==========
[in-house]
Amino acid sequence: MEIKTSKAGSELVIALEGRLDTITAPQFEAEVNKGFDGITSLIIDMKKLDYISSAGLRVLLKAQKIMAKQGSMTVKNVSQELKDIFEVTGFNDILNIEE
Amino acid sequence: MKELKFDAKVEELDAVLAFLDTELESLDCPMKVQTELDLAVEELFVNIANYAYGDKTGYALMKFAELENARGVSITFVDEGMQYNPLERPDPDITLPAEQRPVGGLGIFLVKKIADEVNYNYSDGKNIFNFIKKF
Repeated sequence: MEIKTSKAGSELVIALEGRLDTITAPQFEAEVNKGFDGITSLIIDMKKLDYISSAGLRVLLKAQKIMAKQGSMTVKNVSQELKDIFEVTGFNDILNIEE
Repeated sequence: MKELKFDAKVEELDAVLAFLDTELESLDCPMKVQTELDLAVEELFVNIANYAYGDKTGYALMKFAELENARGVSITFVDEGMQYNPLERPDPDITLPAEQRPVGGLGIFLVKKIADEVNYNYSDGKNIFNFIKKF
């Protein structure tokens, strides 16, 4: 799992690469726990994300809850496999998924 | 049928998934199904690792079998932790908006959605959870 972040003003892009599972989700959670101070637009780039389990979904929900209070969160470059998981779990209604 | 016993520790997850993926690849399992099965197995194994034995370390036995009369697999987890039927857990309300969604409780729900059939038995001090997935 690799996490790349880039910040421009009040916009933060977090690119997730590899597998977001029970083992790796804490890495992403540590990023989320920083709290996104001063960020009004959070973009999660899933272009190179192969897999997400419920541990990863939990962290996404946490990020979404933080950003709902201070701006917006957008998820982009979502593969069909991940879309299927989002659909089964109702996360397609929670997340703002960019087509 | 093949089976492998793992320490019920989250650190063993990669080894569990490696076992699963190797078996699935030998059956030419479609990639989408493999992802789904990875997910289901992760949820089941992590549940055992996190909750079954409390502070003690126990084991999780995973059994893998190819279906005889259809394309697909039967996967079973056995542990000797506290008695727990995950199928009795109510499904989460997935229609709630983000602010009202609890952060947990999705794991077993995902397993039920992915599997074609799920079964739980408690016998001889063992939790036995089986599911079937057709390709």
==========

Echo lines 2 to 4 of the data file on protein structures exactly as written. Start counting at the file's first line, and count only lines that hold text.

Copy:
Amino acid sequence: MEIKTSKAGSELVIALEGRLDTITAPQFEAEVNKGFDGITSLIIDMKKLDYISSAGLRVLLKAQKIMAKQGSMTVKNVSQELKDIFEVTGFNDILNIEE
Amino acid sequence: MKELKFDAKVEELDAVLAFLDTELESLDCPMKVQTELDLAVEELFVNIANYAYGDKTGYALMKFAELENARGVSITFVDEGMQYNPLERPDPDITLPAEQRPVGGLGIFLVKKIADEVNYNYSDGKNIFNFIKKF
Repeated sequence: MEIKTSKAGSELVIALEGRLDTITAPQFEAEVNKGFDGITSLIIDMKKLDYISSAGLRVLLKAQKIMAKQGSMTVKNVSQELKDIFEVTGFNDILNIEE